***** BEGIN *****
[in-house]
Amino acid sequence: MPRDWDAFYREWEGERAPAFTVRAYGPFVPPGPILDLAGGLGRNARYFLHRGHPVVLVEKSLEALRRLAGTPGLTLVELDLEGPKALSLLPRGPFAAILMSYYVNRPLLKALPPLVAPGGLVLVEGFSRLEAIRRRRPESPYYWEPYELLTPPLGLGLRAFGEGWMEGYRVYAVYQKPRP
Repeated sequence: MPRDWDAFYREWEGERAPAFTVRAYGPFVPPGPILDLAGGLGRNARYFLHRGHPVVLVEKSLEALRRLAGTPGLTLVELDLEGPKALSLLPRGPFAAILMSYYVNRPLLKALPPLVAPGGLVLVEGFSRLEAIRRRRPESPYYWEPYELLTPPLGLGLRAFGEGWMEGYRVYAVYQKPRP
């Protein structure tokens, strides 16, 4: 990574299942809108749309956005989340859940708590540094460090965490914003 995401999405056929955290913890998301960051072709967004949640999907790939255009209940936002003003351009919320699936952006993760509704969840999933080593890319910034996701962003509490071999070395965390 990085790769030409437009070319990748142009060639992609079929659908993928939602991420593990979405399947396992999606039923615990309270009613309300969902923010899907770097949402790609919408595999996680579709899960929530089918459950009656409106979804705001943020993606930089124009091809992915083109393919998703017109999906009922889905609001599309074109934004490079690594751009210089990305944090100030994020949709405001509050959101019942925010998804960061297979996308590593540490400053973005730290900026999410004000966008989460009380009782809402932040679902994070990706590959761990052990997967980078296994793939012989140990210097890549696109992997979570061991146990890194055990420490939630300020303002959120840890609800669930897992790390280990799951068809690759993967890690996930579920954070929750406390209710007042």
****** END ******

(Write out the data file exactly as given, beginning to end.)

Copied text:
[in-house]
Amino acid sequence: MPRDWDAFYREWEGERAPAFTVRAYGPFVPPGPILDLAGGLGRNARYFLHRGHPVVLVEKSLEALRRLAGTPGLTLVELDLEGPKALSLLPRGPFAAILMSYYVNRPLLKALPPLVAPGGLVLVEGFSRLEAIRRRRPESPYYWEPYELLTPPLGLGLRAFGEGWMEGYRVYAVYQKPRP
Repeated sequence: MPRDWDAFYREWEGERAPAFTVRAYGPFVPPGPILDLAGGLGRNARYFLHRGHPVVLVEKSLEALRRLAGTPGLTLVELDLEGPKALSLLPRGPFAAILMSYYVNRPLLKALPPLVAPGGLVLVEGFSRLEAIRRRRPESPYYWEPYELLTPPLGLGLRAFGEGWMEGYRVYAVYQKPRP
């Protein structure tokens, strides 16, 4: 990574299942809108749309956005989340859940708590540094460090965490914003 995401999405056929955290913890998301960051072709967004949640999907790939255009209940936002003003351009919320699936952006993760509704969840999933080593890319910034996701962003509490071999070395965390 990085790769030409437009070319990748142009060639992609079929659908993928939602991420593990979405399947396992999606039923615990309270009613309300969902923010899907770097949402790609919408595999996680579709899960929530089918459950009656409106979804705001943020993606930089124009091809992915083109393919998703017109999906009922889905609001599309074109934004490079690594751009210089990305944090100030994020949709405001509050959101019942925010998804960061297979996308590593540490400053973005730290900026999410004000966008989460009380009782809402932040679902994070990706590959761990052990997967980078296994793939012989140990210097890549696109992997979570061991146990890194055990420490939630300020303002959120840890609800669930897992790390280990799951068809690759993967890690996930579920954070929750406390209710007042």